Loneliness isn’t about the number of connections, it’s about the quality of them. For me, I don’t have a need for a great deal of relationships—one or two people who I see frequently will suffice. However, it’s more important that they’re connections where I empathize with the person deeply and see them regularly. Thus, in my case, a close relationship with a partner can suffice.
Loneliness is different than being alone, then, in that I can be around others—at a party or at work—and still feel lonely if those connections aren’t meeting my social needs. However, I can be alone and not feel lonely. In fact, I often am. When my partner is out with her friends I rarely feel lonely because my social needs are, at large, being met. Thus, I can be alone and not feel lonely.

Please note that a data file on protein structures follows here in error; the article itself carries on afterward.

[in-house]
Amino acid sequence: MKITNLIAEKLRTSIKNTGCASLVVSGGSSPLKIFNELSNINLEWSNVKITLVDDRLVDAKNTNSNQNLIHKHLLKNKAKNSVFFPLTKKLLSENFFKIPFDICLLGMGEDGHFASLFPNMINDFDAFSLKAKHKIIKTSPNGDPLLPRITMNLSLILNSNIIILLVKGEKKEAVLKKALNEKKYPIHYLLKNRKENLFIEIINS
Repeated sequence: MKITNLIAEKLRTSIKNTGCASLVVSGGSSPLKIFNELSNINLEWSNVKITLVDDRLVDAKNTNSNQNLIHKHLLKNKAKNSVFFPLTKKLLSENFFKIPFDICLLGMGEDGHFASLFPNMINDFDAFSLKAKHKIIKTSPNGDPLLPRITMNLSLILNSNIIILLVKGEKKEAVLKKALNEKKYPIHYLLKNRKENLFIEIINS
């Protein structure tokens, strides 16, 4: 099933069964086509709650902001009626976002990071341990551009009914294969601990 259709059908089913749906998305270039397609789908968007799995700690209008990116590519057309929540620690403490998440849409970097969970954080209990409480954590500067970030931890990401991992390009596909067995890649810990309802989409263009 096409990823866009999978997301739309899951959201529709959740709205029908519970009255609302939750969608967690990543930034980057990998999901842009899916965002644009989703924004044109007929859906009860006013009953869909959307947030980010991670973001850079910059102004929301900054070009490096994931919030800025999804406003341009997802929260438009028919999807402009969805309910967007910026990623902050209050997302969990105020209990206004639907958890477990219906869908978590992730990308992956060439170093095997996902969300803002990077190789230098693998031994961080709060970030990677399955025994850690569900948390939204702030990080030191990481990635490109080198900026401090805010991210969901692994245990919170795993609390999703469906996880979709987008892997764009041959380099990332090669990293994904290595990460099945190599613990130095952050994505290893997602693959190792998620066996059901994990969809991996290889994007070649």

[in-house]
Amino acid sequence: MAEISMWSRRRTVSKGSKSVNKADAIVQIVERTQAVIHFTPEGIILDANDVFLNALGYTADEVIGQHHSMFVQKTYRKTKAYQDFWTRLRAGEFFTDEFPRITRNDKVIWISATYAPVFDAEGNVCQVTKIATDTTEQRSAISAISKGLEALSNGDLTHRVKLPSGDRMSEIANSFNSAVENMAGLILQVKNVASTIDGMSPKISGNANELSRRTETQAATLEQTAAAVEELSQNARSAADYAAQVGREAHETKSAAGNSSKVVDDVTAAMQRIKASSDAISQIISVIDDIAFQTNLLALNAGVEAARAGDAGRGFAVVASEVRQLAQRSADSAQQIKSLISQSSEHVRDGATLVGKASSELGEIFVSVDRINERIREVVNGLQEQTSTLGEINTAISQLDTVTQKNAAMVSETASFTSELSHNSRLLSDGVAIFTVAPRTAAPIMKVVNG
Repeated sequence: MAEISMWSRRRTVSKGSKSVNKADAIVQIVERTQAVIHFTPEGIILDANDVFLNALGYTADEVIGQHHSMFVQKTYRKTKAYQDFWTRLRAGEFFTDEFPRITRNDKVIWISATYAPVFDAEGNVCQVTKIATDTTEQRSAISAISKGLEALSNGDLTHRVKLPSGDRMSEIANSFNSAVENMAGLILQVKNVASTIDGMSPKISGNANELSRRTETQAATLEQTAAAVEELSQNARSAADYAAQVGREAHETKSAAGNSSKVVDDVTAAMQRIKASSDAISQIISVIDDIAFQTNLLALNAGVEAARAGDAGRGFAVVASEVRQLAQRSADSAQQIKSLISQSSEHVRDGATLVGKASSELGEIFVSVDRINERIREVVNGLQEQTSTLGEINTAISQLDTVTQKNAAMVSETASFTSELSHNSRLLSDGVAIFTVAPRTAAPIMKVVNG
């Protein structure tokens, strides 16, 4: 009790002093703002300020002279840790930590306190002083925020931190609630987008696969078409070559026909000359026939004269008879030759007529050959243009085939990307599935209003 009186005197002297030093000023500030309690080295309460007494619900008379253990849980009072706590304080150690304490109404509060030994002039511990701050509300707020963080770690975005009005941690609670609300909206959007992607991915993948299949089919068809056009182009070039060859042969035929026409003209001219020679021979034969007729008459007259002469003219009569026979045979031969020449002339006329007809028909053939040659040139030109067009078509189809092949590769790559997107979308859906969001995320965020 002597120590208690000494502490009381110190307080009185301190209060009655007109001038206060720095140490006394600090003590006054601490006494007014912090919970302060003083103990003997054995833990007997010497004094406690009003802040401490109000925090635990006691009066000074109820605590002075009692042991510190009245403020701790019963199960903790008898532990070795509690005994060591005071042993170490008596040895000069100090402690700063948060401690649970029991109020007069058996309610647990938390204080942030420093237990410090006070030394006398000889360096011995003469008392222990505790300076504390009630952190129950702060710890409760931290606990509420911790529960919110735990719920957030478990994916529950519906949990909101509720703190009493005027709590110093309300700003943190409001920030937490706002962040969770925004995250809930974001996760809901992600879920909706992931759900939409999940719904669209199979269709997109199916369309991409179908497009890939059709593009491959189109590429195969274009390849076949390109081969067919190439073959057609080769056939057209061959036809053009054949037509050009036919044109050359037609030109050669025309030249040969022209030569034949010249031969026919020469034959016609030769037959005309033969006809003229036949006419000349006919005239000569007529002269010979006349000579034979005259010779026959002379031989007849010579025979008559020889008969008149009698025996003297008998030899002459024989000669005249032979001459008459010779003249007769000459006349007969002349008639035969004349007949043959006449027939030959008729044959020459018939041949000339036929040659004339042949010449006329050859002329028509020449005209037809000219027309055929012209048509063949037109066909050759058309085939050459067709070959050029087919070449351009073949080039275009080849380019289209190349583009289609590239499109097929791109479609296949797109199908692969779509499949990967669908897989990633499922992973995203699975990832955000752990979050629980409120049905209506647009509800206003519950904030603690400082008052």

This blog is an exploration of the subjects of belonging and loneliness. I also look at mental health issues. I seek to provide content to my readers that is informative and helpful. If you don't want to miss anything, sign up for my email list.